Department of Mathematics
University of Iowa
In 1995, the Department of Mathematics at the University of Iowa made a long-term commitment to substantially increase the number of its U.S. graduate students from underrepresented minority groups (African American, Latino/a, and Native American U.S. citizens and permanent residents). Specific aspects of the ongoing program include a three-week intensive Summer Institute for incoming students, faculty mentoring for all students, peer mentoring at key points in the graduate career, and a new course, "Introduction to the graduate program." In addition, the Department has built ties with several institutions, including a group of Historically Black Colleges and Universities, the Mathematics and Theoretical Biology Institute for undergraduates at Arizona State University and a consortium of mathematics departments at 12 area colleges and universities.
The Department's underrepresented minority graduate student population has grown from zero students in 1995 to twenty-four students currently. The Department has done this while maintaining high average GRE scores and GPAs for entering students. Eight of the Department's U.S. minority students have been awarded the Ph.D. since 1998; in 2004-2005, roughly 10% of the total number of doctoral degrees awarded to U.S. minority students in mathematics have been at the University of Iowa. The Department projects that, out of an average of 12 Ph.D.'s awarded each year, 3 will be awarded to U.S. minority students for the foreseeable future. Creating a more supportive environment has helped other groups of students; for example, 41% of the graduate students in the Department are now women. Retention rates have increased for all students since the program has been implemented.
The AMS commends the Department of Mathematics at the University of Iowa for its successful efforts to improve the diversity of the profession of mathematics in the United States.
Summer Institute in Mathematics for Undergraduates
Universidad de Puerto Rico, Humacao
The goal of SIMU was to increase the number of Latinos/as and Native Americans earning graduate degrees and pursuing careers in the mathematical sciences. Junior and senior undergraduate students who were Hispanic/Latino/a and Native American U.S. citizens or permanent residents spent six weeks on the campus of the Universidad de Puerto Rico, Humacao. During the program, students were able to participate in a mathematics seminar and to attend a series of colloquium talks, complete an undergraduate research project, and learn about the skills and techniques needed for research careers. Later, students had opportunities to present their work at a Society for Advancement of Chicano and Native Americans in Science conference and the Joint Mathematics Meetings and to continue the mentoring relationships developed during the summer experience.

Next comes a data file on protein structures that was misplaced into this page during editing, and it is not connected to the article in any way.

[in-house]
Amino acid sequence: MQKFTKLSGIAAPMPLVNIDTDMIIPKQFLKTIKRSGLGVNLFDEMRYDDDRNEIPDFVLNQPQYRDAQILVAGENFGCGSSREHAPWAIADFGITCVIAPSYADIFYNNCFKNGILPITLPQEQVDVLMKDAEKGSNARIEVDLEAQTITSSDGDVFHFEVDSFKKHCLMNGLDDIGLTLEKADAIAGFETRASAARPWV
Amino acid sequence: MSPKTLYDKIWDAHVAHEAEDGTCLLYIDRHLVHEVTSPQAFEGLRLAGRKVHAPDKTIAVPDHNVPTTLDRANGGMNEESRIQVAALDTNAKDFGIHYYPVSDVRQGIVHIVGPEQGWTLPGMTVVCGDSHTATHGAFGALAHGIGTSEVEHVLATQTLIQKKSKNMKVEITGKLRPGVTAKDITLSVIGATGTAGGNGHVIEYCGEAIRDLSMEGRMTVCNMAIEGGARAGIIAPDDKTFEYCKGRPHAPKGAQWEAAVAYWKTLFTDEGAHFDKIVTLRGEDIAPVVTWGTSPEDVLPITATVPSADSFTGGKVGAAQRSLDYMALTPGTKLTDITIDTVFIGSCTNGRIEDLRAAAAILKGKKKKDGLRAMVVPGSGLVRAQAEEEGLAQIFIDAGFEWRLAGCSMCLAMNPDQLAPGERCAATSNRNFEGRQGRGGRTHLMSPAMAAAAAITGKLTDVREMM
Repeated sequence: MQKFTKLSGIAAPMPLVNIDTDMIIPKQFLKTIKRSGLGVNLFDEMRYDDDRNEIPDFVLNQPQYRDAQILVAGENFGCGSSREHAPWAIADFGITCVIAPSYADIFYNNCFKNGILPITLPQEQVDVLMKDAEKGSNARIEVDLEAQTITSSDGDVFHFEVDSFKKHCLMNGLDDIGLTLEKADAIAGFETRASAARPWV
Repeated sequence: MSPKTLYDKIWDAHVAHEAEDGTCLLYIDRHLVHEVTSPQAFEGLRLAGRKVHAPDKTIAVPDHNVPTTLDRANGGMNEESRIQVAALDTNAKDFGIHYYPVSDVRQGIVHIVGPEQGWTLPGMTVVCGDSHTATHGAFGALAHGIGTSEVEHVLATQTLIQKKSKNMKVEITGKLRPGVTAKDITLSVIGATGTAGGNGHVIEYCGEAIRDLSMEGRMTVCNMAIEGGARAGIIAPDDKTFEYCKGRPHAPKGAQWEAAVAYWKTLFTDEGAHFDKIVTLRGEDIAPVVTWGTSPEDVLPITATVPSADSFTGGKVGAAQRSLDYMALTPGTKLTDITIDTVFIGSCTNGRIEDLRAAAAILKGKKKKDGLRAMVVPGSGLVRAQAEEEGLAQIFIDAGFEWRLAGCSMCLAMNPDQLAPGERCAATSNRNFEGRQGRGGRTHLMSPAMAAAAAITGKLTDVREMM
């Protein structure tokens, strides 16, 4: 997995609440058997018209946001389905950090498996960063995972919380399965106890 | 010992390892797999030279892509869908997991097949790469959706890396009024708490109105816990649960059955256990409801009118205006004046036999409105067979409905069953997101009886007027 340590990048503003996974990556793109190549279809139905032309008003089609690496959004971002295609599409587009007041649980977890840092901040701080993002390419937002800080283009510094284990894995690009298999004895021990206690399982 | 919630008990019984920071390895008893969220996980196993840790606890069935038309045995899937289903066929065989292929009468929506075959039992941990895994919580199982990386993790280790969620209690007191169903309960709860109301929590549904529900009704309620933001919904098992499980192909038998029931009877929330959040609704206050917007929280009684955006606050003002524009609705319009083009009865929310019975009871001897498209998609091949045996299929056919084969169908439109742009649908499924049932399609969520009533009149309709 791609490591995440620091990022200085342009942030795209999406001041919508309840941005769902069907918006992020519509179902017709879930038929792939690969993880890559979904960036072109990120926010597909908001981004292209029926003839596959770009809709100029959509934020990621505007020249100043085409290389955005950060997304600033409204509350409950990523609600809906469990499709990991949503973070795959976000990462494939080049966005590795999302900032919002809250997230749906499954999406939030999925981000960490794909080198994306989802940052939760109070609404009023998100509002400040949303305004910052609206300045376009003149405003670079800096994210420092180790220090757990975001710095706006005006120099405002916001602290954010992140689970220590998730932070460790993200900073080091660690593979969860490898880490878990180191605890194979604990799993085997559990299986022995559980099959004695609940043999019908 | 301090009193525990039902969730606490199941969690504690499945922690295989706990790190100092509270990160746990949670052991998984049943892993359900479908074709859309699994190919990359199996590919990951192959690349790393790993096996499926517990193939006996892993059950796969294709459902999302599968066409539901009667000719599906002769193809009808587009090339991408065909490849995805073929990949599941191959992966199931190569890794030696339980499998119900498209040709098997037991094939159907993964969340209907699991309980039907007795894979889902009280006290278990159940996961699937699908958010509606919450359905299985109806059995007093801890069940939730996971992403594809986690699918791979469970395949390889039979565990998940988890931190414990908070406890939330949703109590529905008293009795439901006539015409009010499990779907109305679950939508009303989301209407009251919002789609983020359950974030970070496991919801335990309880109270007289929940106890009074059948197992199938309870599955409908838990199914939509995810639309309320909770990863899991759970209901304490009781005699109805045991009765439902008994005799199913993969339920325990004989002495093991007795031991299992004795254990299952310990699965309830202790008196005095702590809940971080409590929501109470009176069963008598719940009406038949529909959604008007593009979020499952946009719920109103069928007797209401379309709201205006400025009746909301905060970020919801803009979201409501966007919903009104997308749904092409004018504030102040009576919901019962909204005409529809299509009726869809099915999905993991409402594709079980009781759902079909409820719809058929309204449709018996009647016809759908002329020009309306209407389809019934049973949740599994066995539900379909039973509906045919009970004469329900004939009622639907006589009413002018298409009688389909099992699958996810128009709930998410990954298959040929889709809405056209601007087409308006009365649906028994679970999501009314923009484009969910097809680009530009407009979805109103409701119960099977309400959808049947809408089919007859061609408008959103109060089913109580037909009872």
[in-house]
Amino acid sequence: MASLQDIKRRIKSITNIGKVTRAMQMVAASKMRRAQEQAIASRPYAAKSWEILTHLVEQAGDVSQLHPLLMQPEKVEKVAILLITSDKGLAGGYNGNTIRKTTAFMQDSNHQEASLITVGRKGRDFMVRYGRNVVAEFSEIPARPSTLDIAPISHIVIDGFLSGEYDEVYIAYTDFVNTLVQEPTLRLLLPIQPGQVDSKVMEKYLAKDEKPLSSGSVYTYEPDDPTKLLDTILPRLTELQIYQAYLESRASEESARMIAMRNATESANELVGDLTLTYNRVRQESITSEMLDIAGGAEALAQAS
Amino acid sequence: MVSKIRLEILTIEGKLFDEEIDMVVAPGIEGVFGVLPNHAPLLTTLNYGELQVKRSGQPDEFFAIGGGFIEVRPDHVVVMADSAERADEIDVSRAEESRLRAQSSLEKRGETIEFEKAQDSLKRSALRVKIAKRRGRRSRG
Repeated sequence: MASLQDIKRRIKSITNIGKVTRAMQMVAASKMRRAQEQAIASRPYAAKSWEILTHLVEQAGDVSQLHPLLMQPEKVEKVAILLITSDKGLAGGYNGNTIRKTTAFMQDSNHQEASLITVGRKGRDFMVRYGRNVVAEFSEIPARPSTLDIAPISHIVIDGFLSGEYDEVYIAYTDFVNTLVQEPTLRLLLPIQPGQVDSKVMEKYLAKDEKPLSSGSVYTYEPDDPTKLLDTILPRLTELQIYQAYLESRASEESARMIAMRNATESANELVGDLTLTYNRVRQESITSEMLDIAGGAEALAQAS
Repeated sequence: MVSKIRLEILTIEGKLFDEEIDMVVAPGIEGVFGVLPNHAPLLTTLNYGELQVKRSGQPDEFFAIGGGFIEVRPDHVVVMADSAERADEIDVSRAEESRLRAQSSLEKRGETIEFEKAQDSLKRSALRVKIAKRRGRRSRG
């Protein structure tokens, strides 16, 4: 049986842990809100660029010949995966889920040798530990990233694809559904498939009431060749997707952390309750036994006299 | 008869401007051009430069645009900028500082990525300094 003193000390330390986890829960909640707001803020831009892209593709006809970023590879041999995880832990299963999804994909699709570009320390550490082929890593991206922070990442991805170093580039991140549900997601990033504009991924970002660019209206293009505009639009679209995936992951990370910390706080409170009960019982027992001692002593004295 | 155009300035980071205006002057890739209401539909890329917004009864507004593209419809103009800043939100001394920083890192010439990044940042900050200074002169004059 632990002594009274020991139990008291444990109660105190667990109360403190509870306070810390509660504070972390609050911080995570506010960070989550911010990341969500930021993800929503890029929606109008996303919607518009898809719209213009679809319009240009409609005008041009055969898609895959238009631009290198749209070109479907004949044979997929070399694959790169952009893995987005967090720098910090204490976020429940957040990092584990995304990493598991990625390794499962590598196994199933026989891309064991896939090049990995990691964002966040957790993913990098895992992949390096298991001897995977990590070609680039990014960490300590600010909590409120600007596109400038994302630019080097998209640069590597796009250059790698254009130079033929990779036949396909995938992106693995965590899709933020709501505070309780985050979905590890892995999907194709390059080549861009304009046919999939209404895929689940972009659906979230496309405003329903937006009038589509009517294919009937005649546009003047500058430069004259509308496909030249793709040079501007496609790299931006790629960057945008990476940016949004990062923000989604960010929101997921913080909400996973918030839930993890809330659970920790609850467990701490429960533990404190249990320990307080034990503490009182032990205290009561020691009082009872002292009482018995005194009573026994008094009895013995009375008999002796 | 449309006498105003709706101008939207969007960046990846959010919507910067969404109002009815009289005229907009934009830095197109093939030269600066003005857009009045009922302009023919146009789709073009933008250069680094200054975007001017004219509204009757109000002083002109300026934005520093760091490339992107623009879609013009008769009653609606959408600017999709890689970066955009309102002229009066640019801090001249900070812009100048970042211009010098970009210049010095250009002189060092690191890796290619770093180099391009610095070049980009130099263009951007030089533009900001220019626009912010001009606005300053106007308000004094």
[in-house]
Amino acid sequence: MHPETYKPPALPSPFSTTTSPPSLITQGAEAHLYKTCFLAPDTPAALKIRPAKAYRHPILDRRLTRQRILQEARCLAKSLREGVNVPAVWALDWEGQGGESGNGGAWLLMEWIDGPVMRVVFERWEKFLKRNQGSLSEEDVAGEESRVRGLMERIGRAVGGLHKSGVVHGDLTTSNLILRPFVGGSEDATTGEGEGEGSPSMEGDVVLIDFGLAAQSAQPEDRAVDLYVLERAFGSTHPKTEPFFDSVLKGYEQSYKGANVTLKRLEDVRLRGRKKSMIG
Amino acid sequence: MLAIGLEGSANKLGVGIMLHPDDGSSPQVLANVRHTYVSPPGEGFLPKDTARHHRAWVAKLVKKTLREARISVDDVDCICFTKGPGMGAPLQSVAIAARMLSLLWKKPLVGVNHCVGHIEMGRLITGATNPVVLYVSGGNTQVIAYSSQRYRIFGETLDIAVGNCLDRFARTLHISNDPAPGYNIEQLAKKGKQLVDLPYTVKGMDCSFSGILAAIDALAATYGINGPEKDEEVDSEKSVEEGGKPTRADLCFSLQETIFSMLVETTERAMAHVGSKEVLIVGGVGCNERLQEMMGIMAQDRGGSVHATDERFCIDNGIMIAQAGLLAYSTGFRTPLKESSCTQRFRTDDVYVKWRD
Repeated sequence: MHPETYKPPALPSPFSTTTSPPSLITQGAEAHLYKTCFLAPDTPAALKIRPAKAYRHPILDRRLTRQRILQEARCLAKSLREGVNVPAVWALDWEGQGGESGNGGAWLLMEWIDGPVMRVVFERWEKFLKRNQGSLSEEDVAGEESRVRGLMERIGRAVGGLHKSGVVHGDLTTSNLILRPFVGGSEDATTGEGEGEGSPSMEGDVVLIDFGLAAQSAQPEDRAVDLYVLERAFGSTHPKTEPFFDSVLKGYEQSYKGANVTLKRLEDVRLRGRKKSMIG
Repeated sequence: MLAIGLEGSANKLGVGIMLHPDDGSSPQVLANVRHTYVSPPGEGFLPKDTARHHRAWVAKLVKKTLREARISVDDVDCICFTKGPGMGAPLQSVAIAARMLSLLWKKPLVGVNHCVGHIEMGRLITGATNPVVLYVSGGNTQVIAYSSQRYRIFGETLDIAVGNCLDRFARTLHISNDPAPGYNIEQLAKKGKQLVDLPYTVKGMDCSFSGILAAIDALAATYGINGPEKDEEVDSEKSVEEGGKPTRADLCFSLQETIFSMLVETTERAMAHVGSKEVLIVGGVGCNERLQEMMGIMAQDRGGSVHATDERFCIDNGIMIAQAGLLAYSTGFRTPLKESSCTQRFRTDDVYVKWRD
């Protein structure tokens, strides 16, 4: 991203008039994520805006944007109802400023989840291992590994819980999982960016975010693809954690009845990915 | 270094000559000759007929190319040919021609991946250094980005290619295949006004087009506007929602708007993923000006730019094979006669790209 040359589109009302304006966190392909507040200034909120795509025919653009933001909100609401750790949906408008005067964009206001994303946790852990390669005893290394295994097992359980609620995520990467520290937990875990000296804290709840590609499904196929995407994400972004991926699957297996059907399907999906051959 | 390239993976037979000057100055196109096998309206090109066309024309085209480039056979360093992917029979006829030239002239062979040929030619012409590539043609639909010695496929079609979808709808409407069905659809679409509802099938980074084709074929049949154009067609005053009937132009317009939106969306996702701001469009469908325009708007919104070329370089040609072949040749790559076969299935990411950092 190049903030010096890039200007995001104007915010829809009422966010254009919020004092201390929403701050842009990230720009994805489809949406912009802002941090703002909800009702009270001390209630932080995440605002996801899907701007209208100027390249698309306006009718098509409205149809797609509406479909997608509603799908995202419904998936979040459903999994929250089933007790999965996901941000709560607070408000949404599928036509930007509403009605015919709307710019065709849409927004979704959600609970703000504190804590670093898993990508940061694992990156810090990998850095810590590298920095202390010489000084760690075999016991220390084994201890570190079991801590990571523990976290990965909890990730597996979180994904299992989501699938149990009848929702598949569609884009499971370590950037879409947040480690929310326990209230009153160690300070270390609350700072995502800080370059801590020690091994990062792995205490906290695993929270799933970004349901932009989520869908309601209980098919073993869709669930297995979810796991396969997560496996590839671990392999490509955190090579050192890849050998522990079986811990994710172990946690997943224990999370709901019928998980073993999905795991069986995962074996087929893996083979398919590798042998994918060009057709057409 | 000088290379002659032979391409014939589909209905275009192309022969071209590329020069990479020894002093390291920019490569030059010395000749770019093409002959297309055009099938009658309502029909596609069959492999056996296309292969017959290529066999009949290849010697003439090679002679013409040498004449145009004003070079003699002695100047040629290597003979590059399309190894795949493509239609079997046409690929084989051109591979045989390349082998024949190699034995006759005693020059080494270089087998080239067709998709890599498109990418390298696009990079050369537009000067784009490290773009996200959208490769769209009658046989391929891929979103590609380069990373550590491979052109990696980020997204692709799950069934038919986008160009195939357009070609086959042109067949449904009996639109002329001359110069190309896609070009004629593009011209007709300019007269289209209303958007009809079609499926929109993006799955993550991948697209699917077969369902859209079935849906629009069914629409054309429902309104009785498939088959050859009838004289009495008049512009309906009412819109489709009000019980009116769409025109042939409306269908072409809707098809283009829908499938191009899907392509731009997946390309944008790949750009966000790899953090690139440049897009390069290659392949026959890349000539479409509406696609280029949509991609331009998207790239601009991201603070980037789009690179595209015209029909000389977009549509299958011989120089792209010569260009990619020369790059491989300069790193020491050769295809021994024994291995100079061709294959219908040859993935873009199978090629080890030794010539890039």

The program has been highly successful in meeting its goal. During five summers, 107 students participated in the program. Polls conducted after the program was over indicated that 92% of the students now wished to pursue a graduate degree in mathematics or science. Forty-four of these students have been accepted into mathematics Ph.D. programs; three have completed Ph.D.'s in mathematics and one student has completed a Ph.D. in physics. Twenty-one participants have completed Masters degrees in mathematics.
The AMS commends the high level of commitment that the two program co-directors, Hebert A. Medina (Loyola Marymount University) and Ivelisse Rubio (Universidad de Puerto Rico, Humacao) have made to produce these remarkable results.
More information about both programs is at http://www.ams.org/employment/makeadiff.html.
This is the first year that the AMS has made this recognition. In the future, each year the AMS will highlight two programs that specifically:
(1) aim to bring more persons from underrepresented minority backgrounds into some portion of the pipeline beginning at the undergraduate level and leading to an advanced degree in mathematics, or retain them in the pipeline; (2) have achieved documentable success in doing so; and (3) are replicable models.
Founded in 1888 to further mathematical research and scholarship, the 30,000-member American Mathematical Society fulfills its mission through programs and services that promote mathematical research and its uses, strengthen mathematical education, and foster awareness and appreciation of mathematics and its connections to other disciplines and to everyday life.
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